One example is Final Fantasy XV, where the game was in development for so long that it had to be rebuilt from the ground-up as the traditional JRPG formula of Final Fantasy became stale and irrelevant in the face of RPGs such as The Elder Scrolls, The Witcher and Fallout. On the flipside, games like Pillars of Eternity and Stardew Valley signaled the return of their respective genres – isometric fantasy RPGs and farming RPGs – that lost popularity years before they were released.

Developers need to release their game while the game’s genre is still popular enough – or when player desire for a ‘dead’ genre peaks enough to support a new entry.

Watching Out for Other Major Releases

Releasing a new game right when a major title is also being released is never a good idea, even when there are no visible overlaps between the genres of the two games.

Take for example Rise of the Tomb Raider, which was released right on the same day that Fallout 4 came out. The game came out at a very bad time, as it was sandwiched between Call of Duty: Black Ops III, Star Wars Battlefront, and Halo 5. Square Enix chose to release it on the same day as Fallout 4 with the rationale that Fallout was the game that least crossed Tomb Raider’s genre – but the game’s anemic first-week sales highlighted the dangers of releasing at the same time as a major title. Video games are quite expensive and gamers are not billionaires. If a few good titles are releasing at approximately the same time, a gamer has to make a hard choice which title to spend on the $59.99 saved in his pocket. Some of them might still buy their second choice game may be a week or two weeks after the other major release, but what if other major triple-A titles are releasing already then and this has to push back the buying even further? The pre-Christmas period is quite tricky, although many gamers are spending significant money then, they still cannot buy every title that they want because money is limited.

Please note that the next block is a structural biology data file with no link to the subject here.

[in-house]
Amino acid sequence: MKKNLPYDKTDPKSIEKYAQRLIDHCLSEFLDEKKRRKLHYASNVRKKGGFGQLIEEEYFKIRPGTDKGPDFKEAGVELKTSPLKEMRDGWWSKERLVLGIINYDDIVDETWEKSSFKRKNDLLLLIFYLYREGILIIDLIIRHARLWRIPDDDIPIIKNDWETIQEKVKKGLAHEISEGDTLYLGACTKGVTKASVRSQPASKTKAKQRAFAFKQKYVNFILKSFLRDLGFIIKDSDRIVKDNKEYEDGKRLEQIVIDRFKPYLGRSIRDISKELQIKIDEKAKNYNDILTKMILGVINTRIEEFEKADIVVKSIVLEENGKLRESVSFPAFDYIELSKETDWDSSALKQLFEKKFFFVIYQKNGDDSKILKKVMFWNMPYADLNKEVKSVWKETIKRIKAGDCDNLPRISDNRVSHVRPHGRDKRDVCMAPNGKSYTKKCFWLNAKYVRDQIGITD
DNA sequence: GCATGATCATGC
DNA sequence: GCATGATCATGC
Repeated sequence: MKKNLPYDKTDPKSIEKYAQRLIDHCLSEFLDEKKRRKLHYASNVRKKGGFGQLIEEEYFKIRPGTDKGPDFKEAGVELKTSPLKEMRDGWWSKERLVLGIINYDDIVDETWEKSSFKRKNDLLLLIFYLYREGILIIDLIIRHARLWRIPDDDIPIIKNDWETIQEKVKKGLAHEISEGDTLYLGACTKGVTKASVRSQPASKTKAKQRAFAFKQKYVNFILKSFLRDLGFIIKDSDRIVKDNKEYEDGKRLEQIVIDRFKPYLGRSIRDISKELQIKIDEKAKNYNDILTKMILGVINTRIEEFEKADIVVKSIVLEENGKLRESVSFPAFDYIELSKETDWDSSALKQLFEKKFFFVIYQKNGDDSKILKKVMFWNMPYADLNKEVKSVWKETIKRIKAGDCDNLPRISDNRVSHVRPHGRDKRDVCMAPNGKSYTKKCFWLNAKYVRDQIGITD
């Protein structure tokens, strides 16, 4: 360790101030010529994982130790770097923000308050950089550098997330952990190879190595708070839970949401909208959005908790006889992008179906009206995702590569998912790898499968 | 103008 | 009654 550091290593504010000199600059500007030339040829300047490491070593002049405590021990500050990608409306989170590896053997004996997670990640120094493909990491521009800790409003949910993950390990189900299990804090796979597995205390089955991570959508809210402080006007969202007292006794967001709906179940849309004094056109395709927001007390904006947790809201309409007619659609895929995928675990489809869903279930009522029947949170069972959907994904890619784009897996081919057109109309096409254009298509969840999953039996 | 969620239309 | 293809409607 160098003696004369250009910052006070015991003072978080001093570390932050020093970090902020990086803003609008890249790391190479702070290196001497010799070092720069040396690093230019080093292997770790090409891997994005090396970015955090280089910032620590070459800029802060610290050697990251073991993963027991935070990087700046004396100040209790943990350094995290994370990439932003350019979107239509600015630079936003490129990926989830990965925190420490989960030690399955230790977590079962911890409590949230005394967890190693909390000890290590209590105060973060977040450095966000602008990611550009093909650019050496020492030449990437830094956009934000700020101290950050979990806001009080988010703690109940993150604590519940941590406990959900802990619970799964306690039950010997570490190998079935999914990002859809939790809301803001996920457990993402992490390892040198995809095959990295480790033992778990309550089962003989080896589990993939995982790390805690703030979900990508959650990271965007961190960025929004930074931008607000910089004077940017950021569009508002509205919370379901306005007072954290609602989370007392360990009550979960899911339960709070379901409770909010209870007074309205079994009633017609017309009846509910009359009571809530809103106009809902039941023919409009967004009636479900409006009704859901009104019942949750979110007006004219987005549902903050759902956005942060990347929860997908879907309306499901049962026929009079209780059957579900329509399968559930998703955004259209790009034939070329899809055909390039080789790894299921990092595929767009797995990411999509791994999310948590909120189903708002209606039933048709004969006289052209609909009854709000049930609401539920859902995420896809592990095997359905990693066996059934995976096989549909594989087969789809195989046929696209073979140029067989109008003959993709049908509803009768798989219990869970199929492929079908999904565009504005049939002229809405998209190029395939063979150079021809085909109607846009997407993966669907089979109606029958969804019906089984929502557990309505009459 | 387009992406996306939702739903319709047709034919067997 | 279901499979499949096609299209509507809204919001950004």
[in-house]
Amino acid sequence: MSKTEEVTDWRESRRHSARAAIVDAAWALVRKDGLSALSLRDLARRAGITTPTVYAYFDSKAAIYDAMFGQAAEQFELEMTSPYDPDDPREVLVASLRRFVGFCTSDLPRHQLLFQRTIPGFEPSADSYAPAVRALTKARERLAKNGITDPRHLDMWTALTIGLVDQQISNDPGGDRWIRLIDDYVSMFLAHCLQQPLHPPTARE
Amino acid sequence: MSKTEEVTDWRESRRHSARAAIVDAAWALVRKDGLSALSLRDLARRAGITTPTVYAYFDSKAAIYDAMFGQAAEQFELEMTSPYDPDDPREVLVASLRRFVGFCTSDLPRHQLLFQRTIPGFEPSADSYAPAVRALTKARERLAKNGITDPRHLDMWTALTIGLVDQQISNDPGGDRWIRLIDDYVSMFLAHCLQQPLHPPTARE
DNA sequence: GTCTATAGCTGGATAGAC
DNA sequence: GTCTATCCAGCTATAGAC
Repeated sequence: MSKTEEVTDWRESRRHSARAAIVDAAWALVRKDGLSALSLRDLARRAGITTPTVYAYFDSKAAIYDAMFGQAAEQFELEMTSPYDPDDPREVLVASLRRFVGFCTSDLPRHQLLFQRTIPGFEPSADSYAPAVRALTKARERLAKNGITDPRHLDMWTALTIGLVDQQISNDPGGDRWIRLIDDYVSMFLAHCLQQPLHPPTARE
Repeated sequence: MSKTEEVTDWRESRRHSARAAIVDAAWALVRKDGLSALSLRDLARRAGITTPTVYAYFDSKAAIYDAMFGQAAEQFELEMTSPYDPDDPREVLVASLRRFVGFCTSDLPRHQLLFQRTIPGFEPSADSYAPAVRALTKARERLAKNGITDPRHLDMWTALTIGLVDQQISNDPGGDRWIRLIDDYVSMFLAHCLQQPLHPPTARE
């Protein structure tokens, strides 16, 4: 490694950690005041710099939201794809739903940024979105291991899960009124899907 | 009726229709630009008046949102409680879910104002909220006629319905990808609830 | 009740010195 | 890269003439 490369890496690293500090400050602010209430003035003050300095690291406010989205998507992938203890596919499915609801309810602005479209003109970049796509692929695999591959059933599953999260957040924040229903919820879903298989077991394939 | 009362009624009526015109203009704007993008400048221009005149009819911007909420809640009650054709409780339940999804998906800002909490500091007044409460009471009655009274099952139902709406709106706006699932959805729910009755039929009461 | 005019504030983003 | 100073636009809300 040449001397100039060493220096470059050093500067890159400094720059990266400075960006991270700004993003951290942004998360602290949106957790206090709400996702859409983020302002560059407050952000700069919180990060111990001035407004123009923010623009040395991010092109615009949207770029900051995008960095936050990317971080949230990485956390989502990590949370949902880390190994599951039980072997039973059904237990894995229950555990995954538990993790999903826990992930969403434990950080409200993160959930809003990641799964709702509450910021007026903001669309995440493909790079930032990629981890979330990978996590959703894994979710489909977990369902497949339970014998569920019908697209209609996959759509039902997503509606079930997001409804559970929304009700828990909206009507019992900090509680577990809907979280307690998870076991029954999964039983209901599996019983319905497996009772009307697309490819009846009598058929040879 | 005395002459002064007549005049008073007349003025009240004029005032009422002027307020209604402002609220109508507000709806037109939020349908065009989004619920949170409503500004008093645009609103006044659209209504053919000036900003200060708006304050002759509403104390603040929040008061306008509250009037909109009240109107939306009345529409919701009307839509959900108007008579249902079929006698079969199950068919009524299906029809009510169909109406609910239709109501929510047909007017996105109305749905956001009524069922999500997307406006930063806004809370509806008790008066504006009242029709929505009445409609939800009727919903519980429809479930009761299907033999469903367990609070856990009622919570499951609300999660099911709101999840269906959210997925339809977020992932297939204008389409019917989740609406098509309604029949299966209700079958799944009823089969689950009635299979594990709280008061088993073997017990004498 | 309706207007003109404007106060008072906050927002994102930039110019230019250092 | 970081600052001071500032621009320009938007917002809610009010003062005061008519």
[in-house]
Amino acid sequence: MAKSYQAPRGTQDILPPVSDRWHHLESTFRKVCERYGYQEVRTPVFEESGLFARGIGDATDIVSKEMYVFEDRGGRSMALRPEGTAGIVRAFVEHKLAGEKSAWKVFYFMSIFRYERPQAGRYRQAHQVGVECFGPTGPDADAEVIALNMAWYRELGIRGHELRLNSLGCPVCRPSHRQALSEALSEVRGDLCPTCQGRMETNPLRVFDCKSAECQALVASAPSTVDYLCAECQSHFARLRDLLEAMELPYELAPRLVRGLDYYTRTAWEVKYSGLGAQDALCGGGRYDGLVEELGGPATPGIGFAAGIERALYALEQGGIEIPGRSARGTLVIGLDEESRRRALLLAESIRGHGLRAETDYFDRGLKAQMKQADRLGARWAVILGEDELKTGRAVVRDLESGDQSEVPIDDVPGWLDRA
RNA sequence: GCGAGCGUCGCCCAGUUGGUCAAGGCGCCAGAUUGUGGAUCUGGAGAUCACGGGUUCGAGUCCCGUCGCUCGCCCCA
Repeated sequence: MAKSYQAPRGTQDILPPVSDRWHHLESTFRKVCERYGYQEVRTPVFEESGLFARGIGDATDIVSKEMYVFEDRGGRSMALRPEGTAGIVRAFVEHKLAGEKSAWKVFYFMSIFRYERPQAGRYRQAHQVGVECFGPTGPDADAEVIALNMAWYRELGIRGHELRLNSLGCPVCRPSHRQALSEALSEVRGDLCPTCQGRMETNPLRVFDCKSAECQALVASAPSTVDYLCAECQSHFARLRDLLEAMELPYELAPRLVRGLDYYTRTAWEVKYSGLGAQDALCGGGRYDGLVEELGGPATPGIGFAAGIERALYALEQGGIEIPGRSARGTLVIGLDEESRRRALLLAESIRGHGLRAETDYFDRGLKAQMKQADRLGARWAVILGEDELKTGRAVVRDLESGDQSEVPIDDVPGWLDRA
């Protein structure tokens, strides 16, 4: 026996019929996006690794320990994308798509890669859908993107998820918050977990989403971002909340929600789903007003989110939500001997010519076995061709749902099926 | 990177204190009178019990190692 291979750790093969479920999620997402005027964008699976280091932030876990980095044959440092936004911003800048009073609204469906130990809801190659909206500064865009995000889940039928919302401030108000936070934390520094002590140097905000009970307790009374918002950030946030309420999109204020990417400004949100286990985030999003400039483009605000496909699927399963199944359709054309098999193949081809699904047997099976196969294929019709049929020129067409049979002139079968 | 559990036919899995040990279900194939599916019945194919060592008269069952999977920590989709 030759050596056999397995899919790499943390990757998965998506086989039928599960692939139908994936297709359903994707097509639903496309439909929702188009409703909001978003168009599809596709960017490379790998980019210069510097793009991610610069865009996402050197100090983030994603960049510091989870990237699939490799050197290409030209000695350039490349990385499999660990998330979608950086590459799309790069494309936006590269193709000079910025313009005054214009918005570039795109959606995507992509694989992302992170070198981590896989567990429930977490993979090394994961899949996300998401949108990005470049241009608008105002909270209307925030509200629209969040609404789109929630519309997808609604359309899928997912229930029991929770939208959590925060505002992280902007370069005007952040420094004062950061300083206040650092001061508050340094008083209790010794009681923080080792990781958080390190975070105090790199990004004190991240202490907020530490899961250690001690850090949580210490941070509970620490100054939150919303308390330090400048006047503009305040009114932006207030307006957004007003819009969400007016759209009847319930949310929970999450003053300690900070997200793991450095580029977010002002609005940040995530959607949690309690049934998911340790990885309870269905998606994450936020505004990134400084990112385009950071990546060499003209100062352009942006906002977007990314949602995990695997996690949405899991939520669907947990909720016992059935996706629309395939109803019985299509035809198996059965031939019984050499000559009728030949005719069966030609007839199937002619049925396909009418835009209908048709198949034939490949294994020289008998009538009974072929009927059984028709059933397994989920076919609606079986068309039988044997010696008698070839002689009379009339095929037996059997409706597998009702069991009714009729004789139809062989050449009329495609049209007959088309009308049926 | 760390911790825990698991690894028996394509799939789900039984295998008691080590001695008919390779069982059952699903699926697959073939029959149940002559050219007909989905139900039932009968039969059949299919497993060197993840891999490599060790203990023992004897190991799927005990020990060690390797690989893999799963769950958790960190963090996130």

Developers need to be very careful when choosing the release dates, especially when they have little to no control over adjusting the deadline once it has been set. It is most of the time a strategic decision that need to be made.

Feedback During Development

Beta testing is not just a glorified marketing tool to drum up interest in a game. It serves an early indicator not just on the features that need to be polished up but on the overall interest in a particular game.

Take for example Final Fantasy XIV. It was a very flawed game when it was released, leading to its closure just one year after its launch. Final Fantasy XIV: A Realm Reborn was a remake of the original from the ground-up – this time with better game design and combat system. The game’s director, Naoki Yoshida, credited this change to accepting the failures of the first FFXIV game and to directly address those failures by interacting with players while ensuring that their voices are head.

Development cycles need to be governed by feedback from the community – preferably while testing instead of after releasing the game, when the damage has already been done.

Related Topics: , , , , ,

Comments are closed.